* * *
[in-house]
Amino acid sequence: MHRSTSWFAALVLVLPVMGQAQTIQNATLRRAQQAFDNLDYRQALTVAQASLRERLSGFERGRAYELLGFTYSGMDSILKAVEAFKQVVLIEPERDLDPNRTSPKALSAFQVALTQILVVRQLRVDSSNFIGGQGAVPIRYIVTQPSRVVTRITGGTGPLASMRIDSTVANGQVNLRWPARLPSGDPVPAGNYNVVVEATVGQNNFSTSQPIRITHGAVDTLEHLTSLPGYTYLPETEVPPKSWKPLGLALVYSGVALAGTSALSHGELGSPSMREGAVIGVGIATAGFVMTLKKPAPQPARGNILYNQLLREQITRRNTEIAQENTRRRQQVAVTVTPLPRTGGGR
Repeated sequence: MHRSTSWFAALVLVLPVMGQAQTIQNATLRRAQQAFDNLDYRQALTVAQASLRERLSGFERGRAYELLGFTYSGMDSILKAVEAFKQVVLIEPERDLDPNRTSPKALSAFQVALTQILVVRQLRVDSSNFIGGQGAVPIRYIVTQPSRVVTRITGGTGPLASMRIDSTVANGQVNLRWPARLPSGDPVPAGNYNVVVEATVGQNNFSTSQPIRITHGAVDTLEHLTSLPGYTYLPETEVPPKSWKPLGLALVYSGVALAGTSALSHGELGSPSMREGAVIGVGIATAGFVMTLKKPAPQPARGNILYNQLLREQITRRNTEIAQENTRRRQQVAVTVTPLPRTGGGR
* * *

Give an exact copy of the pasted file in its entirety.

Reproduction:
[in-house]
Amino acid sequence: MHRSTSWFAALVLVLPVMGQAQTIQNATLRRAQQAFDNLDYRQALTVAQASLRERLSGFERGRAYELLGFTYSGMDSILKAVEAFKQVVLIEPERDLDPNRTSPKALSAFQVALTQILVVRQLRVDSSNFIGGQGAVPIRYIVTQPSRVVTRITGGTGPLASMRIDSTVANGQVNLRWPARLPSGDPVPAGNYNVVVEATVGQNNFSTSQPIRITHGAVDTLEHLTSLPGYTYLPETEVPPKSWKPLGLALVYSGVALAGTSALSHGELGSPSMREGAVIGVGIATAGFVMTLKKPAPQPARGNILYNQLLREQITRRNTEIAQENTRRRQQVAVTVTPLPRTGGGR
Repeated sequence: MHRSTSWFAALVLVLPVMGQAQTIQNATLRRAQQAFDNLDYRQALTVAQASLRERLSGFERGRAYELLGFTYSGMDSILKAVEAFKQVVLIEPERDLDPNRTSPKALSAFQVALTQILVVRQLRVDSSNFIGGQGAVPIRYIVTQPSRVVTRITGGTGPLASMRIDSTVANGQVNLRWPARLPSGDPVPAGNYNVVVEATVGQNNFSTSQPIRITHGAVDTLEHLTSLPGYTYLPETEVPPKSWKPLGLALVYSGVALAGTSALSHGELGSPSMREGAVIGVGIATAGFVMTLKKPAPQPARGNILYNQLLREQITRRNTEIAQENTRRRQQVAVTVTPLPRTGGGR